The single-crystalline germanium nano-membrane photodetector combines a unique fabrication method and light-trapping structures, according to engineers.
To increase performance without adding bulk, tiny materials are a must. But smaller is also better for optoelectronic devices that collect light and convert it to electric energy. Think, for example, about reducing the size and weight of a series of solar panels, producing a higher-quality photo in low lighting conditions or even transmitting data more quickly.
However, two major challenges have stood in the way: First, shrinking the size of conventionally used “amorphous” thin-film materials also reduces their quality. And second, when ultrathin materials become too thin, they become almost transparent and actually lose some ability to gather or absorb light.
A team of engineers from the University of Wisconsin-Madison and the University at Buffalo said they have overcome both obstacles with the use of a nanoscale photodetector, which combines a unique fabrication method and light-trapping structures.
The researchers—electrical engineering professors Zhenqiang (Jack) Ma and Zongfu Yu at UW–Madison and Qiaoqiang Gan at Buffalo—described their device, a single-crystalline germanium nano-membrane photodetector on a nano-cavity substrate in the journal Science Advances.
Figure 1: Shrinking photodetectors like this one, created and tested in the laboratory of UW–Madison engineering Professor Zhenqiang (Jack) Ma, help make consumer electronics smaller. (Source: UW-Madison)
“The idea, basically, is you want to use a very thin material to realise the same function of devices in which you need to use a very thick material,” said Ma.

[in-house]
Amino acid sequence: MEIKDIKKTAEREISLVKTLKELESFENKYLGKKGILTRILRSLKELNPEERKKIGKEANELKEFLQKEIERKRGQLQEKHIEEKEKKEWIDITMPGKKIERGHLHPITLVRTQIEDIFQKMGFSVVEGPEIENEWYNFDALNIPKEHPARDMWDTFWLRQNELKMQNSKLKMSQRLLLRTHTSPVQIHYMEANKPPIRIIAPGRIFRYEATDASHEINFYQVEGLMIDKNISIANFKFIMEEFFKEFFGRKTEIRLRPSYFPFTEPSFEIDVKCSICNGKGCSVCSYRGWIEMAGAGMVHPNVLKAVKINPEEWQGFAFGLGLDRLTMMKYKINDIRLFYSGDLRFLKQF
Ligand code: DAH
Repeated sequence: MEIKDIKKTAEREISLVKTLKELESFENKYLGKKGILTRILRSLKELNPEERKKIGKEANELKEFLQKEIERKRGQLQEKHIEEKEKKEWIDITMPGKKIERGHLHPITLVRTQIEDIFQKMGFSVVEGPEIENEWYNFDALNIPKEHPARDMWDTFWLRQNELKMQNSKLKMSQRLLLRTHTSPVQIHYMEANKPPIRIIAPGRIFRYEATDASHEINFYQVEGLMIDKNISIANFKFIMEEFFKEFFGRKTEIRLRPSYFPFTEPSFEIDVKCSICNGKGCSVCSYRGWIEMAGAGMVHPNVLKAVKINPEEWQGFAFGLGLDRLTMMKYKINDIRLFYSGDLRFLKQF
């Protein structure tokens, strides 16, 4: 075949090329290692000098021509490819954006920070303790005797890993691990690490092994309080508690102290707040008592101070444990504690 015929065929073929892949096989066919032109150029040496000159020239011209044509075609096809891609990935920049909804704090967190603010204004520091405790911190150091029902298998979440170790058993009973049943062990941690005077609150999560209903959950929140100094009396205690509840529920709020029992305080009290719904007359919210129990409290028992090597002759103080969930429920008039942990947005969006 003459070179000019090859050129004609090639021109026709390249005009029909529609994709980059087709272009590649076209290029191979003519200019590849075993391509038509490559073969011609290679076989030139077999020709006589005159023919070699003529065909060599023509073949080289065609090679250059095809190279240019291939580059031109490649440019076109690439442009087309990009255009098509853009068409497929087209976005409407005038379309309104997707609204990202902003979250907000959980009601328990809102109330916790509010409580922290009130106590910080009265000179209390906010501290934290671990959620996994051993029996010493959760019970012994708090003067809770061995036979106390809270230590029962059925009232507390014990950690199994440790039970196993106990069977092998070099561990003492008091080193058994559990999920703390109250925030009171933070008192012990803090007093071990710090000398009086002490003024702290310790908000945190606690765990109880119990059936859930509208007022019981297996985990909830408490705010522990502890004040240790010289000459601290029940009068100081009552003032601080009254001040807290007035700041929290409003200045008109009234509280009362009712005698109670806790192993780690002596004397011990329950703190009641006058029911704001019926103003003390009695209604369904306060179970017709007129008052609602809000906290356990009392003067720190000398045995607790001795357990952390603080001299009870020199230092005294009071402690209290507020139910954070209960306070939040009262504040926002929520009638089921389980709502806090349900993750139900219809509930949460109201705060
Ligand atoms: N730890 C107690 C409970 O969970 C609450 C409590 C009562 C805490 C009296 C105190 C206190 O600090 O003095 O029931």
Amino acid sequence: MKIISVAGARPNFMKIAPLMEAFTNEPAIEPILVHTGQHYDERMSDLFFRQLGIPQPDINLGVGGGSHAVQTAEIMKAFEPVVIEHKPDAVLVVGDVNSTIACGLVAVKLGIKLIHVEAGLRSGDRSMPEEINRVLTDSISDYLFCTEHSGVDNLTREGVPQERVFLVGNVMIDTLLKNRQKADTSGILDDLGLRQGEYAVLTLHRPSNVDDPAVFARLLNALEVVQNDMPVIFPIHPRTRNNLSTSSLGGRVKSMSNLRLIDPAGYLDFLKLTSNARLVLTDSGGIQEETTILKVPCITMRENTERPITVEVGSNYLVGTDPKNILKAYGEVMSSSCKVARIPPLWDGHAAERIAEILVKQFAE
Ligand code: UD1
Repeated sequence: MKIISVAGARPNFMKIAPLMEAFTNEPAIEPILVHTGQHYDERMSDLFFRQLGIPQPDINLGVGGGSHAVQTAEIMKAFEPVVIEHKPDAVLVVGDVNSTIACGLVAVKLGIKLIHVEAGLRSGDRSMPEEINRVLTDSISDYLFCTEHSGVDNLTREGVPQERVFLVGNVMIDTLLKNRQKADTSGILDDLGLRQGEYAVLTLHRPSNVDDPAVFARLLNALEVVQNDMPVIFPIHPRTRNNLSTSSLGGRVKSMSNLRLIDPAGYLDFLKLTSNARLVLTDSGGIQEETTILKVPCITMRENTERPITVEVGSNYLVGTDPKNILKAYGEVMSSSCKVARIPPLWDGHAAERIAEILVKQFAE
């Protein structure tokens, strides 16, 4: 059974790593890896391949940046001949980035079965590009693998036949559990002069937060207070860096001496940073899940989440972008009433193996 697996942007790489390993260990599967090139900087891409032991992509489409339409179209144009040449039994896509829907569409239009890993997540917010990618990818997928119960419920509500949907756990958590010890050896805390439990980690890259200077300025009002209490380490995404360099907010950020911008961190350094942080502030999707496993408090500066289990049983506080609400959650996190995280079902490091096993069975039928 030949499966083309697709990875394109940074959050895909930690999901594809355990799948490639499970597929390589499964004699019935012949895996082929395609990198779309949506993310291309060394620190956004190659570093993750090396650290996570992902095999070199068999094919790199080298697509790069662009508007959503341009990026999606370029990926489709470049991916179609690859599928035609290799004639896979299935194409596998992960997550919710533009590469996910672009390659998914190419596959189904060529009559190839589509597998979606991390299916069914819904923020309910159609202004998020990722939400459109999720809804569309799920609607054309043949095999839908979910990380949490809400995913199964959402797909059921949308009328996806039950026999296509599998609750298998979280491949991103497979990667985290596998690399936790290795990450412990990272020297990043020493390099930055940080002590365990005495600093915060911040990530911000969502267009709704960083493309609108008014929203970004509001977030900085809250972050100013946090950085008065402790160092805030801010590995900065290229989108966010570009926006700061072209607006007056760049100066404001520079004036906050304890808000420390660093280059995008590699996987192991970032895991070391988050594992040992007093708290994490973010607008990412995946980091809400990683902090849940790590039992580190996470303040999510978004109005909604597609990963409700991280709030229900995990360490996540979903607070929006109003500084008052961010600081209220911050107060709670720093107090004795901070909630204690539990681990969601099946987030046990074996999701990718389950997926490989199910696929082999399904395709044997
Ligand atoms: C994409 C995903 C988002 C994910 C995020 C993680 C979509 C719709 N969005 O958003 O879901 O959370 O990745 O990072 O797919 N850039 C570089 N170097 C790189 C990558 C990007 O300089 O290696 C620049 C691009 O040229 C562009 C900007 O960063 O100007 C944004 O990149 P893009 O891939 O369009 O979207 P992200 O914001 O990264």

The device consists of nano-cavities sandwiched between a top layer of ultrathin single-crystal germanium and a reflecting layer of silver. “Because of the nano-cavities, the photons are ‘recycled’ so light absorption is substantially increased—even in very thin layers of material,” sad Ma.
Nano-cavities are made up of an orderly series of tiny, interconnected molecules that essentially reflect, or circulate, light. Gan already has shown that his nano-cavity structures increase the amount of light that thin semiconducting materials like germanium can absorb.
However, most germanium thin films begin as germanium in its amorphous form—meaning the material’s atomic arrangement lacks the regular, repeating order of a crystal. That also means its quality isn’t sufficient for increasingly smaller optoelectronics applications.
That’s where Ma’s expertise comes into play. He used a membrane-transfer technology that allows him to easily integrate single crystalline semiconducting materials onto a substrate. The result is a very thin, yet very effective, light-absorbing photodetector—a building block for the future of optoelectronics.
“It is an enabling technology that allows you to look at a wide variety of optoelectronics that can go to even smaller footprints, smaller sizes,” said Yu, who conducted computational analysis of the detectors.
While the researchers demonstrated their advance using a germanium semiconductor, they also can apply their method to other semiconductors. “And importantly, by tuning the nano-cavity, we can control what wavelength we actually absorb,” said Gan. “This will open the way to develop lots of different optoelectronic devices.”